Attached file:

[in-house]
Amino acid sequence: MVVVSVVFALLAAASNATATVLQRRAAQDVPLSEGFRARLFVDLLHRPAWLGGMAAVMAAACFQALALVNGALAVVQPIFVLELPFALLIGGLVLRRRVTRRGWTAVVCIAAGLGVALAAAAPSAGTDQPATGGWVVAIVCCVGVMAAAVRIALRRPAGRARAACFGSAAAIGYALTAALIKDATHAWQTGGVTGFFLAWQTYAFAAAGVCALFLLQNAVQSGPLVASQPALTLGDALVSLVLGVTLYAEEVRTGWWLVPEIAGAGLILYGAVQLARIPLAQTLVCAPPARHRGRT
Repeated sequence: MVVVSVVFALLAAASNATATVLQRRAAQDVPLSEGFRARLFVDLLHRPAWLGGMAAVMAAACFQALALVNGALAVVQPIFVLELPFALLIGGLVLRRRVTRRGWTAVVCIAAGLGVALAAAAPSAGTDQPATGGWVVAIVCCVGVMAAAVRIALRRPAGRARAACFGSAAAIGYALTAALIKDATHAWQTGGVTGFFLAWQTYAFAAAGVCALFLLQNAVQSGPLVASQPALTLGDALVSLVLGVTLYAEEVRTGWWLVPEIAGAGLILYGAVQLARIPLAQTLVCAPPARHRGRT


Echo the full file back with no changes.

[in-house]
Amino acid sequence: MVVVSVVFALLAAASNATATVLQRRAAQDVPLSEGFRARLFVDLLHRPAWLGGMAAVMAAACFQALALVNGALAVVQPIFVLELPFALLIGGLVLRRRVTRRGWTAVVCIAAGLGVALAAAAPSAGTDQPATGGWVVAIVCCVGVMAAAVRIALRRPAGRARAACFGSAAAIGYALTAALIKDATHAWQTGGVTGFFLAWQTYAFAAAGVCALFLLQNAVQSGPLVASQPALTLGDALVSLVLGVTLYAEEVRTGWWLVPEIAGAGLILYGAVQLARIPLAQTLVCAPPARHRGRT
Repeated sequence: MVVVSVVFALLAAASNATATVLQRRAAQDVPLSEGFRARLFVDLLHRPAWLGGMAAVMAAACFQALALVNGALAVVQPIFVLELPFALLIGGLVLRRRVTRRGWTAVVCIAAGLGVALAAAAPSAGTDQPATGGWVVAIVCCVGVMAAAVRIALRRPAGRARAACFGSAAAIGYALTAALIKDATHAWQTGGVTGFFLAWQTYAFAAAGVCALFLLQNAVQSGPLVASQPALTLGDALVSLVLGVTLYAEEVRTGWWLVPEIAGAGLILYGAVQLARIPLAQTLVCAPPARHRGRT